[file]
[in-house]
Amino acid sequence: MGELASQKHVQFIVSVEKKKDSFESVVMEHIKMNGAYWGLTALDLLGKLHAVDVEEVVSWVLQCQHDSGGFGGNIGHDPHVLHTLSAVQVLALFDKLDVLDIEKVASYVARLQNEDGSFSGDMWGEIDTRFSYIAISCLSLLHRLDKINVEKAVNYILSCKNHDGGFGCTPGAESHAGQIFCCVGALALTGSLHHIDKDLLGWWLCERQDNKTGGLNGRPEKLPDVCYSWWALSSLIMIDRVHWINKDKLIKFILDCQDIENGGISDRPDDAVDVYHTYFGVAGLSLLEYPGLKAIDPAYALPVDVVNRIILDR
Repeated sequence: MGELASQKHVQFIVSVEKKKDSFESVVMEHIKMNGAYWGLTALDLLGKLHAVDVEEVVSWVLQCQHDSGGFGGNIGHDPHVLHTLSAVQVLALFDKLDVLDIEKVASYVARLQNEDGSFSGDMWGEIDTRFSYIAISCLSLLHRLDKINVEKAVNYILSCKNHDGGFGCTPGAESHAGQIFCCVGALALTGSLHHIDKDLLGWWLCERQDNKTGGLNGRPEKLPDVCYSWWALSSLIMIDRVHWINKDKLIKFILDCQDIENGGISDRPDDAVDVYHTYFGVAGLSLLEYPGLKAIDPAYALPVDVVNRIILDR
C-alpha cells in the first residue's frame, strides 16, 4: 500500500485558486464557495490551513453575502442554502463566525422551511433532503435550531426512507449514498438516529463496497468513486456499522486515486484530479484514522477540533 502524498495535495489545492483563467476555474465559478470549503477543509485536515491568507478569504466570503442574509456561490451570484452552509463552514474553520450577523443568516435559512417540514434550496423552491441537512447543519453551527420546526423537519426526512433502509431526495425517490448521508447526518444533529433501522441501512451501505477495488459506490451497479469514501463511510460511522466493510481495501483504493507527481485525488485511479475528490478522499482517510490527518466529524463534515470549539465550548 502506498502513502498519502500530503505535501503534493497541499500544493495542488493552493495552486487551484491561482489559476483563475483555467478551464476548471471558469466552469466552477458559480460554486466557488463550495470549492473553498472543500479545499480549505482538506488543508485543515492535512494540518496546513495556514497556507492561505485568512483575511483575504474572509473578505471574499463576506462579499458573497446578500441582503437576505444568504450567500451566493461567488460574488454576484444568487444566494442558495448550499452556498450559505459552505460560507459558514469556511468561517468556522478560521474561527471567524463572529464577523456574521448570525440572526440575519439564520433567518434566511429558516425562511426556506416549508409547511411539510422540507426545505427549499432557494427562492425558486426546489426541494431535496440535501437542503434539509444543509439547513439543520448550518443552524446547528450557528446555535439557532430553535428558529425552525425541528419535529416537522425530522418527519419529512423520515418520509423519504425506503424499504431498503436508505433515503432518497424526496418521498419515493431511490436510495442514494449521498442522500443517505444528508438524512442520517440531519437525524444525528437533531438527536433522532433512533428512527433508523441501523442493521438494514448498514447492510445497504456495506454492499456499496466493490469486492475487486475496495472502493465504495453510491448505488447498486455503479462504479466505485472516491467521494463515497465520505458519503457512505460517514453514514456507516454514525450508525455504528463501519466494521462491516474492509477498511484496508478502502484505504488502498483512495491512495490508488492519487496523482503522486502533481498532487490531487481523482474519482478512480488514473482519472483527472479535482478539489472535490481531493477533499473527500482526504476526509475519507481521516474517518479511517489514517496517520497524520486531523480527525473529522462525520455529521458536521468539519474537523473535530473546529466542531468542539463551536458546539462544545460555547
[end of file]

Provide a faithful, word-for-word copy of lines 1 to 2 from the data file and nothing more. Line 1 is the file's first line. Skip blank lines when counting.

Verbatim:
[in-house]
Amino acid sequence: MGELASQKHVQFIVSVEKKKDSFESVVMEHIKMNGAYWGLTALDLLGKLHAVDVEEVVSWVLQCQHDSGGFGGNIGHDPHVLHTLSAVQVLALFDKLDVLDIEKVASYVARLQNEDGSFSGDMWGEIDTRFSYIAISCLSLLHRLDKINVEKAVNYILSCKNHDGGFGCTPGAESHAGQIFCCVGALALTGSLHHIDKDLLGWWLCERQDNKTGGLNGRPEKLPDVCYSWWALSSLIMIDRVHWINKDKLIKFILDCQDIENGGISDRPDDAVDVYHTYFGVAGLSLLEYPGLKAIDPAYALPVDVVNRIILDR